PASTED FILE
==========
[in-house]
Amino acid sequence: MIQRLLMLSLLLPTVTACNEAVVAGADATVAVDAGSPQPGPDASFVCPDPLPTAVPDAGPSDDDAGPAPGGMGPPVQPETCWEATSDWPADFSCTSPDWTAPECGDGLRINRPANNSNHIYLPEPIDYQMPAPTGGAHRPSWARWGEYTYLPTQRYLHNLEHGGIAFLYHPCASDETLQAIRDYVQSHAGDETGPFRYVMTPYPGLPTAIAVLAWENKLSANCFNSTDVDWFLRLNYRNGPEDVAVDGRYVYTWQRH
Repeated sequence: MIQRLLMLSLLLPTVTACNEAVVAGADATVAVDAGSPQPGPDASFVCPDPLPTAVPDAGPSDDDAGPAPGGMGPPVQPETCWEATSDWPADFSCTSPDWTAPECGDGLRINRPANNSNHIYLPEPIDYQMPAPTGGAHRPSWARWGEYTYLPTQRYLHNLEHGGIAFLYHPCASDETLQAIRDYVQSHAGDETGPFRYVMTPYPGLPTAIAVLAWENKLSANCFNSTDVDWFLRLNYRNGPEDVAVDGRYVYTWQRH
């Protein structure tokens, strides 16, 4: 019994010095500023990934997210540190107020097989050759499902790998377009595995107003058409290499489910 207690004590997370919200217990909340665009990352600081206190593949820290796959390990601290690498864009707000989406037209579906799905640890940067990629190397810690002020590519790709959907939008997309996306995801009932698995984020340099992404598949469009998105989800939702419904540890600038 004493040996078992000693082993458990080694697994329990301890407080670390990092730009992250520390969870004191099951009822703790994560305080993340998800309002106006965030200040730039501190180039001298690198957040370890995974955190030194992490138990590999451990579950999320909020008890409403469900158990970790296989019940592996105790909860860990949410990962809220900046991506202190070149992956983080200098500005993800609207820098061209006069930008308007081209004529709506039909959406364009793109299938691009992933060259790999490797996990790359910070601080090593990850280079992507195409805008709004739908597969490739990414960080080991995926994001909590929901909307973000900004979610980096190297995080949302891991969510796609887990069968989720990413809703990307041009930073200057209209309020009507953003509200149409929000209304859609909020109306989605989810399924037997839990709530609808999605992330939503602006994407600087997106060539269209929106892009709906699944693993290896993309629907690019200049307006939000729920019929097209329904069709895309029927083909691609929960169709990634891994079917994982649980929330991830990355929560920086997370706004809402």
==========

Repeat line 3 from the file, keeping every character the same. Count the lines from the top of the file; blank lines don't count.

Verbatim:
Repeated sequence: MIQRLLMLSLLLPTVTACNEAVVAGADATVAVDAGSPQPGPDASFVCPDPLPTAVPDAGPSDDDAGPAPGGMGPPVQPETCWEATSDWPADFSCTSPDWTAPECGDGLRINRPANNSNHIYLPEPIDYQMPAPTGGAHRPSWARWGEYTYLPTQRYLHNLEHGGIAFLYHPCASDETLQAIRDYVQSHAGDETGPFRYVMTPYPGLPTAIAVLAWENKLSANCFNSTDVDWFLRLNYRNGPEDVAVDGRYVYTWQRH